- Created: 28 October 2013
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Gas masks were issued to all everyone young and old at the start of World War Two. There was a very real fear in Britain that Nazi German Bombers would drop poison gas bombs on Towns and Cities as they had previously done in the Spanish Civil War a few years earlier. The Government had planned for tens of thousands of deaths in London alone. An advisor to the government - Liddell Hart - told the Government to expect 250,000 deaths in the first week of the war alone. Gas had been used a great deal in the First World War and many soldiers had died or been injured in gas attacks. Mustard gas was the most deadly of all the poisonous chemicals used during World War I. It was almost odourless (could not be smelt easily) and took 12 hours to take effect. It was so powerful that only small amounts needed to be added to weapons like high explosive shells to have devastating effects.
It was the responsibility of air raid wardens to ensure that everybody had been issued with a gas mask, babies had special gas masks made for them which would only be issued if an emergency situation arose. Everyone in Britain was given a gas mask in a cardboard box which they wore around their neck and carried it at all times wherever they went. Children were issued with what became known as "Mickey Mouse" gas masks - the nickname was an attempt by the Government to make the gas masks seem less scary.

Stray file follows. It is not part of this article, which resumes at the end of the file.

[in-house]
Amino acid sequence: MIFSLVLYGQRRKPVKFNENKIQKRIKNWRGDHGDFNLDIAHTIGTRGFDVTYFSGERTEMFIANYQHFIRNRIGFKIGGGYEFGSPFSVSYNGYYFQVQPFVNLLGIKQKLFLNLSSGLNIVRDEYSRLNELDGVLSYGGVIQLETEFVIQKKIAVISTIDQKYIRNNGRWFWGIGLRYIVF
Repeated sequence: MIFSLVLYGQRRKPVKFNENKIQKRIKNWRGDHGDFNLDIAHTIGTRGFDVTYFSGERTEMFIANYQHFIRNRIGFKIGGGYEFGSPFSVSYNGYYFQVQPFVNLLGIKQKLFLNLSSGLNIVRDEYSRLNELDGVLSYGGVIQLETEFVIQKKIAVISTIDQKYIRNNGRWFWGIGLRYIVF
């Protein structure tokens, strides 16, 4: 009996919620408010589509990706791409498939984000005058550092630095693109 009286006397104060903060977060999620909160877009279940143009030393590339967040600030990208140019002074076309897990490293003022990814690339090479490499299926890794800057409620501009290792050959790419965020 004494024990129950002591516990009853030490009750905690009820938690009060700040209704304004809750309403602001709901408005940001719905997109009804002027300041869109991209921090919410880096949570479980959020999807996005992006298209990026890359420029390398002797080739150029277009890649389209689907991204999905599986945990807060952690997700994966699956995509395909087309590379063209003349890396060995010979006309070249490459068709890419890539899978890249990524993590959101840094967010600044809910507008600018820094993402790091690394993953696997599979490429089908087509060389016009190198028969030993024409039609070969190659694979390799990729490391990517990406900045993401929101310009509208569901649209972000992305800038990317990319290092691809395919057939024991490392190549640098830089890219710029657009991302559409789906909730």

Mums being shown how to protect their baby's
The masks were made of black rubber, which was very hot and smelly and It was difficult to breathe when you were wearing a gas mask. When you breathed in the air was sucked through the filter to take out the gas. When you breathed out the whole mask was pushed away from your face to let the air out.
School Children carrying out a Gas Drill
Posters reminded people to carry their gas mask at all times. People were fined if they were caught without their GasMasks